The Pharaoh’s response: subject the Israelites to hard labour and when that proved insufficient, order the midwives to abort their male children, and when that was subverted by the compassion of those same midwives, order the military forces of Egypt to actually murder male Israelite infants. Suddenly – though it may have taken three-and-a-half centuries – the Israelites had gone from the top of the pile, from a golden age, into a persecuted minority. Would redemption come from a member of the tribe of Judah assigned the task of military and political leadership of the Israelites?
That was not to be at this time. In Chapter 2 we are told the story of the new leader of the Israelites, of Moses, who came not from the loins of Judah, but was a child on both sides of Levite parents. Recall that Levi was the son, who, like Simeon, had demonstrated a total absence of compassion. Yet the messenger of redemption would come from the House of Levi, but not as an inheritor of his forefather’s beastly and rash and cruel behaviour, but, via the compassion of women, the midwives who would not abort him, his mother, who would not see him dashed to death, a sister who conceived the plot to save him by sending the infant in a woven basket to where the daughters of the Pharaoh were bathing, to the compassion of the Pharaoh’s daughter, and to Miriam’s compassionate plan to have her own mother serve as nursemaid to the adopted son of the princess. The Israelite continuity is once again saved through the guile of Israelite women.
Moses is not born as a warrior. He is not political. He is neither an orator or poet as their forefather had prophesied for the House of Naphtali. Nor is he an observer and upholder of the law as had been prophesied for Judah’s heirs. But he developed into a man of extraordinary compassion at total odds to his forefather. Though his rash action in murdering the Egyptian taskmaster who was mistreating two Israelites seemed similar, that action was not driven by cruelty as had the behaviour of his forefather Levi, but by compassion for those who were being beaten. But there were two Israelite witnesses who did not observe what drove Moses to murder. They only saw the murder and feared the consequences, especially on themselves. They snitched.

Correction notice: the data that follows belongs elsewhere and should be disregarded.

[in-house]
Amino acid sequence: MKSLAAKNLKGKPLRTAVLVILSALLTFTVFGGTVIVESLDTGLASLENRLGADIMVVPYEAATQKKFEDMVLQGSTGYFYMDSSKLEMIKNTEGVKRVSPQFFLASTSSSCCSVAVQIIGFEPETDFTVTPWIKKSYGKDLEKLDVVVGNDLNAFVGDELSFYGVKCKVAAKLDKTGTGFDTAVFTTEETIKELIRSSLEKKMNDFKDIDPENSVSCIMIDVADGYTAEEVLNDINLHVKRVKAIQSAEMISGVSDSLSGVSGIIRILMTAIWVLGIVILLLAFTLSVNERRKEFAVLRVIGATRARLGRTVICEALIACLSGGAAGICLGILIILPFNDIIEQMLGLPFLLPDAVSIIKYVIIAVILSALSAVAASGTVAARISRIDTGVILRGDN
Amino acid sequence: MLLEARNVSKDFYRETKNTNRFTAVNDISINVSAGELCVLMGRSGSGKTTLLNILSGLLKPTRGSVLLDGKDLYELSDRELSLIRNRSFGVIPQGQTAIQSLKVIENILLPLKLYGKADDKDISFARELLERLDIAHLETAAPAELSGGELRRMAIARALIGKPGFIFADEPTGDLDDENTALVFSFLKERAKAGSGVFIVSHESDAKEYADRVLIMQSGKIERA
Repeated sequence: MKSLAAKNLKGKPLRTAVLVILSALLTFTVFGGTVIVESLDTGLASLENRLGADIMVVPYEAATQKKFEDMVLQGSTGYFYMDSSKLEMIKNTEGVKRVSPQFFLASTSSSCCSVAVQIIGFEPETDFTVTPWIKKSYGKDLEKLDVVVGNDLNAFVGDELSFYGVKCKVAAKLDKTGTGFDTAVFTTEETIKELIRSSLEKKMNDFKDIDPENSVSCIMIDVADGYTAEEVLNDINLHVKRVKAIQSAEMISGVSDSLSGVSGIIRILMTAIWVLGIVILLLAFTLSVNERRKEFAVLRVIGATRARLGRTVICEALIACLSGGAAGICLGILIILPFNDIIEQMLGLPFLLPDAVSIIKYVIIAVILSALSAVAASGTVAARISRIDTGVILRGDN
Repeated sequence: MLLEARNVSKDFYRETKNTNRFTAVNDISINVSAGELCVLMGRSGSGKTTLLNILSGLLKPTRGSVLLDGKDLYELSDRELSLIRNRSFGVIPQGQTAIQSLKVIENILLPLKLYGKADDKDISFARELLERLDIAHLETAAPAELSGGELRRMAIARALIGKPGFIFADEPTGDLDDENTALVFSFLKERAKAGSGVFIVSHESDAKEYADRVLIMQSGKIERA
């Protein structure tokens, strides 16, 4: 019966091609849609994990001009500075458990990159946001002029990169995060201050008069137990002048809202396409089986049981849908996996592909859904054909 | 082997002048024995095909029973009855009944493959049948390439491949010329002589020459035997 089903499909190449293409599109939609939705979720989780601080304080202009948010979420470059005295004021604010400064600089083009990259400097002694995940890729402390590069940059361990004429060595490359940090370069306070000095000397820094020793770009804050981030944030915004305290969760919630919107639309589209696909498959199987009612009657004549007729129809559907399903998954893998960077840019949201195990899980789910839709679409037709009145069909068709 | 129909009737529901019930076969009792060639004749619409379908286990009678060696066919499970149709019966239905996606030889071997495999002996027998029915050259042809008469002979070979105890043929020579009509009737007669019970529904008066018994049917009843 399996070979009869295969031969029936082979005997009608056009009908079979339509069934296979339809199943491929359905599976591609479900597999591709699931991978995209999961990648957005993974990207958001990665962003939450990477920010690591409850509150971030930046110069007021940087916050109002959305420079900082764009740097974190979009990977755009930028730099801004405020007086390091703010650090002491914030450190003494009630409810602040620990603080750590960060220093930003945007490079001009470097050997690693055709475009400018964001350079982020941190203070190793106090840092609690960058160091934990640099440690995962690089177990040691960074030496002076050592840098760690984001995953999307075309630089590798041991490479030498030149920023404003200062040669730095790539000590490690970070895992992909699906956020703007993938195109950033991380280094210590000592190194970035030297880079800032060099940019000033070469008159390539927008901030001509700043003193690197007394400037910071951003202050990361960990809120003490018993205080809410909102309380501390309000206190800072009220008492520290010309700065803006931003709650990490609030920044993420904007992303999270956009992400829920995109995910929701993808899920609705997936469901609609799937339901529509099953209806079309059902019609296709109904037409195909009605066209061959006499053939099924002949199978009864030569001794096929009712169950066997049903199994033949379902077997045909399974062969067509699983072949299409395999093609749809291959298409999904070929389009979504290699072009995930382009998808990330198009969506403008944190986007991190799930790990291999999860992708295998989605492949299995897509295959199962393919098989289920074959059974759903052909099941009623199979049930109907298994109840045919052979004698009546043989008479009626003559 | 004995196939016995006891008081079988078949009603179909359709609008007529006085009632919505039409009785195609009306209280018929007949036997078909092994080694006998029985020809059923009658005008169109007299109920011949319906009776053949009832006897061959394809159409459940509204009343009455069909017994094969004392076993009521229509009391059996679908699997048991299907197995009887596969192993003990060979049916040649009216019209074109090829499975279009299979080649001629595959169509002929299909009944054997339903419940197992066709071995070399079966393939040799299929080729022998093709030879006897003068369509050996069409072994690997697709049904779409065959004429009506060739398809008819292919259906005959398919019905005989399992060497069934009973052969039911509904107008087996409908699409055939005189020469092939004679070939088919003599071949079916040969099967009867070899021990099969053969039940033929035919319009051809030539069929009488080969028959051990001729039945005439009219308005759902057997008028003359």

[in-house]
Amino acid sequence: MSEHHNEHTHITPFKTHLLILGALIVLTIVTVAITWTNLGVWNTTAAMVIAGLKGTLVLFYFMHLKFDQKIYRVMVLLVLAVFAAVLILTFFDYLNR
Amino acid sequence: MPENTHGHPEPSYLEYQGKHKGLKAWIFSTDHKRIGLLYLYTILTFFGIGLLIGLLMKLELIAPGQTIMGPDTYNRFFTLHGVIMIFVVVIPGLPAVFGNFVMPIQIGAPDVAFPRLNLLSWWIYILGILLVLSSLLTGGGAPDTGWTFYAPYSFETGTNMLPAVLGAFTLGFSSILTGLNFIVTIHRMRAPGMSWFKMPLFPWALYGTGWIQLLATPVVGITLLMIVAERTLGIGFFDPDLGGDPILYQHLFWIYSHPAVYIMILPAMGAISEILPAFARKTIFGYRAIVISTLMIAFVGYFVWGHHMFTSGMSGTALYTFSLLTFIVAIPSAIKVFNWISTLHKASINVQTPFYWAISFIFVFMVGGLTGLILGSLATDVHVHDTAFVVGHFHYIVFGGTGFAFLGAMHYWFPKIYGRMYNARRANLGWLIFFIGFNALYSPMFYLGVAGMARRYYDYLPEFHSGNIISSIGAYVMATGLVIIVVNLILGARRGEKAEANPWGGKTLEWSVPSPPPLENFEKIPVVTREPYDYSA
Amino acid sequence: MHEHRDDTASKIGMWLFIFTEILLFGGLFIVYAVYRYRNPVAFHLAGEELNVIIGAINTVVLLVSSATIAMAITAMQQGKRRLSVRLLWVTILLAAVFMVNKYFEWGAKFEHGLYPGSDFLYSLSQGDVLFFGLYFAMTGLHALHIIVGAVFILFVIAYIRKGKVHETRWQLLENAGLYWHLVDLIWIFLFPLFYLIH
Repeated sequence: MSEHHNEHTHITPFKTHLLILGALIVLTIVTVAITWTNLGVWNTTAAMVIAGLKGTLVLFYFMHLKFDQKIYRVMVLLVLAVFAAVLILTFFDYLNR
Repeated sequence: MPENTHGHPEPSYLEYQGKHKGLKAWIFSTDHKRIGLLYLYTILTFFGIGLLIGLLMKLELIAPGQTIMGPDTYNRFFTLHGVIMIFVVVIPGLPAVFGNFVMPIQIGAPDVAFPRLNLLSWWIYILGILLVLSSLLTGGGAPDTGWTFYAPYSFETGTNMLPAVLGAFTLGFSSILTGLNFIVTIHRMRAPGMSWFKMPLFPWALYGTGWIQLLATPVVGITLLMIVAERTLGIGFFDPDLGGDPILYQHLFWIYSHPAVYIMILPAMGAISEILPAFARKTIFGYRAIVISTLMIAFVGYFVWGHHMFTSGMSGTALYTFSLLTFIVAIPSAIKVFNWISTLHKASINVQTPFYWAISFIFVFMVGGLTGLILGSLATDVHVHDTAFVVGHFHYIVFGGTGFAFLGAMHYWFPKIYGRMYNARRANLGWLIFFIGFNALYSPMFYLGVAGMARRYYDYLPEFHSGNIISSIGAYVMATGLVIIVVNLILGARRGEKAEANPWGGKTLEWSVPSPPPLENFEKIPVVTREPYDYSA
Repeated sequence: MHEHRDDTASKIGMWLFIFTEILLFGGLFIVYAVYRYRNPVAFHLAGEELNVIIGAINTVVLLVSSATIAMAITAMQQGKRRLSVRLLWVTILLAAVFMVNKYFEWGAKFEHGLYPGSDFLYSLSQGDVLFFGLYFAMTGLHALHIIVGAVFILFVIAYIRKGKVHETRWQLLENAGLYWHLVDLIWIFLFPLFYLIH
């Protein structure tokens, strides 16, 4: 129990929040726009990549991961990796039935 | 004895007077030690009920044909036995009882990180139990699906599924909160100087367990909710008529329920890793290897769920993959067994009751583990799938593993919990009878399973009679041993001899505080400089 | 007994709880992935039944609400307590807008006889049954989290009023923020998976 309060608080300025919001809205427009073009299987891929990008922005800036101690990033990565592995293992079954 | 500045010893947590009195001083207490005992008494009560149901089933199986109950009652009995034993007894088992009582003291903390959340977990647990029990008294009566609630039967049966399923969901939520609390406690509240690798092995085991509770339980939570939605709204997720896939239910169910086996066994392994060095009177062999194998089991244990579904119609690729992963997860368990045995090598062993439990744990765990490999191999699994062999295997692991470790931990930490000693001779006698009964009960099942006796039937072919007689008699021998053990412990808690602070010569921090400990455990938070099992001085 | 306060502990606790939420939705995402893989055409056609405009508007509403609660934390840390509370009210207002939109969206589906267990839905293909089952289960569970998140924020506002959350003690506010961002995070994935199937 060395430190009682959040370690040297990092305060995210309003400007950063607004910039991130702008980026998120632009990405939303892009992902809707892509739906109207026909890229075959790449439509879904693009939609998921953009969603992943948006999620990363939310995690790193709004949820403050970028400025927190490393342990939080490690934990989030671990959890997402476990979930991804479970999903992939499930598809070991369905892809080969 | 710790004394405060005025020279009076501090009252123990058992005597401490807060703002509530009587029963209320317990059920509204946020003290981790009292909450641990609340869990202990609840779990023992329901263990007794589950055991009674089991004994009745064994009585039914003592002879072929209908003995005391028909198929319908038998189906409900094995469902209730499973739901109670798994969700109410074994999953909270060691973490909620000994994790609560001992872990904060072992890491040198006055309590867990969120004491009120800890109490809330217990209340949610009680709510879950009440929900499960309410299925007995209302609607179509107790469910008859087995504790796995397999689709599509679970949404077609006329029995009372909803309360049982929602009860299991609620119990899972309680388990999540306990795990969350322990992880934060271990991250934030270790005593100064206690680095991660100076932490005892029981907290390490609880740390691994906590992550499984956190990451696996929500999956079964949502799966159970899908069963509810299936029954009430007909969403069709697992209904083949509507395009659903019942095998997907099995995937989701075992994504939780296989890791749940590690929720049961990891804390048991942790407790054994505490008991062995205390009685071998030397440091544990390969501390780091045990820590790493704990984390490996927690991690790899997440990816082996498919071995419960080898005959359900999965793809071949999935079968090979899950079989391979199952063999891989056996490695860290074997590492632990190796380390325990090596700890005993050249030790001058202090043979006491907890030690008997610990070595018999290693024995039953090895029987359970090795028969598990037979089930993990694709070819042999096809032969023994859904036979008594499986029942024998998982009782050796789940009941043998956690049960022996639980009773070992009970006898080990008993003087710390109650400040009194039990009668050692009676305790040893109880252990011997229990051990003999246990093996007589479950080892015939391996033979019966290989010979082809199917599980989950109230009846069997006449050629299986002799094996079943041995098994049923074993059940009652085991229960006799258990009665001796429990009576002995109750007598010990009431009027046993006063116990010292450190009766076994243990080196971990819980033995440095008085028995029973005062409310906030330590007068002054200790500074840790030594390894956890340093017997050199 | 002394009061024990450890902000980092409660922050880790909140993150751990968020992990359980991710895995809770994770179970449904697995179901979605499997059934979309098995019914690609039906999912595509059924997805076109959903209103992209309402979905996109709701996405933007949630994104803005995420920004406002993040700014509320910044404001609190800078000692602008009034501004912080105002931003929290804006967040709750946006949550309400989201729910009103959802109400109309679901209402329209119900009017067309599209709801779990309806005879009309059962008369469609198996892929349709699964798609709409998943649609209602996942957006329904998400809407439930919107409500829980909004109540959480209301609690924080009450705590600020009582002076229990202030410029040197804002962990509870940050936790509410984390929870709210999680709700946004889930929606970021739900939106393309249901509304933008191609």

Moses was forced to flee to the land of Midian where, again through his compassion, helped the daughter of the Midian priest Jethro, Zipporah, from male harassment. He was given Zipporah’s hand in marriage. They had a son, Gershom, born as a stranger in a strange land. Zipporah too will prove to be both compassionate and courageous, circumcising her son and throwing his foreskin at the feet of thugs who stood in their way when returning to Egypt. The prospect of Moses, raised in a royal household, possessing the rashness of his forefather, but with none of the cruelty, the prospect of this man content seemingly to live out his life as a shepherd living neither among Egyptians nor Israelites, emerging as the instrument to save the Israelite from the oppressive hand of the Pharaoh, seemed remote indeed.